Military Hospital in the middle of paranoia and information void
The stay of Venezuela's President Hugo Chávez is amidst rumors
"You'd rather leave; don't ask more questions; don't get into troubles," a doctor recommends, rather threatening than conciliatory.
Few dare talk about the issue, not with outsiders: "What are you asking for? Who are you?"
Everybody try to do their job, forgetting about metal detectors or police agents in uniform or not, Venezuelans or not. Still, there is something both underlying and overlapping their daily routine. The million-dollar question: "Is he really Hugo Chávez? Do the two officers in beige jacket actually guard anything on the ninth floor?
Everybody have their own opinion. Monosyllables and looking askance inside turn into lectures and relaxed faces in the outside cafeteria. The code of silence does not prevail anymore beyond the hospital premises.
Most employees are positive that the president is there. A stretcher-bearer relates that Director Earle Siso told him same as told to reporters by Dubraska Mora, the lady in red who showed up on Monday, February 18 on the media as a nurse, but allegedly a public servant at the Defense Ministry: "Chávez walked in on his own."
While nobody who has seen the president could be contacted, many claim to have spoken with any other employee who did see him or who knows somebody else who knows somebody else who saw him or his daughters, for such matter. They also uphold that such a deployment cannot be in vain: two checkpoints next to the hospital, a metal detector for bags at the gate and a scanner for people in each building; metro-buses no more allowed to enter the hospital; the presence of aides-de-camp; new bars on the eighth floor; two elevators going up to the ninth floor only.
Yes, most employees seem to believe the official version: Hugo Chávez is on the mysterious ninth floor.
Anyhow, many employees as well are afraid that the president is not there, and they have their lines of argument to sustain their stance.
To begin with, they remember that every time Hugo Chávez is there, troops seize the whole compound, instead of a few officers at the entrance. Snipers are deployed on the roofs; visits to the doctor stop, and there is no access for the general public. None of that has occurred this time. Admissions to hospital were discontinued only on Sundays afternoon. Apart from the bags check at the entrance, resulting in long queues by 8:00 in the morning, anybody has access to the facilities.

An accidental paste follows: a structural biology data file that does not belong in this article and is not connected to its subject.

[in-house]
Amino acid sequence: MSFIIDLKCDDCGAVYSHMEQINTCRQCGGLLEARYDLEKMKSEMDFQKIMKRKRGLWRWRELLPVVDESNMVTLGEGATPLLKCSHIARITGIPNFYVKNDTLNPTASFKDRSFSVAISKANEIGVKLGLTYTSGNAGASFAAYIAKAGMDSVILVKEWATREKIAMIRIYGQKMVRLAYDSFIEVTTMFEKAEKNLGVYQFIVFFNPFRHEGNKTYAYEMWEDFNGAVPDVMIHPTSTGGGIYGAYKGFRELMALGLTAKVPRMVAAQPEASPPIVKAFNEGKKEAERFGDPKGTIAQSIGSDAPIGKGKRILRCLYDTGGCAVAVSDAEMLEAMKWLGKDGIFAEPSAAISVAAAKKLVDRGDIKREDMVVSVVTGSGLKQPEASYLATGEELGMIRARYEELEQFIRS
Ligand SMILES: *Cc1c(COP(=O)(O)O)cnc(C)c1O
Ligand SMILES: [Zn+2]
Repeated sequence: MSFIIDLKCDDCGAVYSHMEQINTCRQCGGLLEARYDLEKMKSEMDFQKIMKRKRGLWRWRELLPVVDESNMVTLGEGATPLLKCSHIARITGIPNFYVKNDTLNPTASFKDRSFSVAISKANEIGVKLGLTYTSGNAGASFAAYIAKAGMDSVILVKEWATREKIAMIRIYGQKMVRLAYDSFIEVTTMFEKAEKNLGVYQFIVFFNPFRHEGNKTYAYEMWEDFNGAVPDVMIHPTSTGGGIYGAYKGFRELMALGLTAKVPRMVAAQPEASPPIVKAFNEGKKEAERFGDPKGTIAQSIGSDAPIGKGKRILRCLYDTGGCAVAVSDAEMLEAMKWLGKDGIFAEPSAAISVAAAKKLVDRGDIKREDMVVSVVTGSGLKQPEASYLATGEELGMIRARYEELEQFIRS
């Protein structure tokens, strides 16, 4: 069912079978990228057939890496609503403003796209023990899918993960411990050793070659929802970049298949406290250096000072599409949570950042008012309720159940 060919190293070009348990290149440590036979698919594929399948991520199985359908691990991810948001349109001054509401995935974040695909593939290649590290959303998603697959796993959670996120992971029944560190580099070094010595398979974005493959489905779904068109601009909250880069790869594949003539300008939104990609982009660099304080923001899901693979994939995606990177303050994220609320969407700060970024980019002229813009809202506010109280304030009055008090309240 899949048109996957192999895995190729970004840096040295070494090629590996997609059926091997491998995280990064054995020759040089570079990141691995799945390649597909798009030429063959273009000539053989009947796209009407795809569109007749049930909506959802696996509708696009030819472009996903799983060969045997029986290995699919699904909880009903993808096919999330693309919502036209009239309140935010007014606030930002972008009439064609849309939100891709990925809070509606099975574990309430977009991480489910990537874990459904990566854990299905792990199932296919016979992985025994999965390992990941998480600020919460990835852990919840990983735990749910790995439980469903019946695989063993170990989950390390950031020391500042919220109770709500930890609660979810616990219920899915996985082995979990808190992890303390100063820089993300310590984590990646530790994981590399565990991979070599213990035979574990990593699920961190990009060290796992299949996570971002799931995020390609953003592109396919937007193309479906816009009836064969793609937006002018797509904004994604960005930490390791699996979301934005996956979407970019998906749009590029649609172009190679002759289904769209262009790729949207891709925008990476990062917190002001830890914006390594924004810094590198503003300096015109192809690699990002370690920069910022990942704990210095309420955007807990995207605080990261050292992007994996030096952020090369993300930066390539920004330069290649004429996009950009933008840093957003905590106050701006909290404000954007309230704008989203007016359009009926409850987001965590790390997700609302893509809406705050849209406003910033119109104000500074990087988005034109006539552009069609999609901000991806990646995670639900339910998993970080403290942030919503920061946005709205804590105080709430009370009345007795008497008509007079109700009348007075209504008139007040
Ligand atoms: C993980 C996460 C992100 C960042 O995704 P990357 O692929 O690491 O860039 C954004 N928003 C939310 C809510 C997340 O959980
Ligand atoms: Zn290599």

The hospital runs smoothly, and this is also a reason to maintain that the president is not there. The first and second floors, for the general public, are flooded with patients, with medical appointments taking between one and two months. Physical deterioration is glaring. However, the military hospital is still better than any other public health care centers in Caracas.
Going up the stairs, the hospital turns into a clinic: higher stories are for the military and their relatives.
In this way, the seventh floor is for high-ranking officers; the eighth floor the obstetrics service- is for military officers too. The obstetrics service for the general public is located on the second floor. The presidential suite is on the ninth floor and bars were recently installed in the stairs access. Few people watch the eighth floor. On the landing of the stairs from the eight to the ninth floor a person in civilian clothes is behind a desk. Scarce guard at this level the anteroom of the presidential suite- is another line of argument for those who discredit the official version.
So, where is he? At Tiuna Fort, Miraflores presidential palace, still in Cuba, anywhere else, but not there. So, how come the whole parapet? In order to reinforce symbolism, to endorse the remarks of Vice-President Nicolás Maduro: The president is recovering in a hospital, as any ordinary citizen never mind if he has one floor and two elevators for him only.
In any case, these are just theories; things that people say while sipping a cup of coffee. Certainly, nothing is for certain, not even inside the hospital.
Translated by Conchita Delgado
At first she agreed that I use her real name, that she had no problems with that at all. After all, living with HIV had driven her to help others – as a workshop facilitator giving talks and conducting seminars, or as a volunteer for local AIDS Service Organizations like Acción Solidaria (Solidary Action) and Mujeres Unidas por la Salud (Women United for Health, or Musa), a support group network for HIV-positive women. But when we were well into the interview, the realization that she might lose her private health insurance coverage made her change her mind.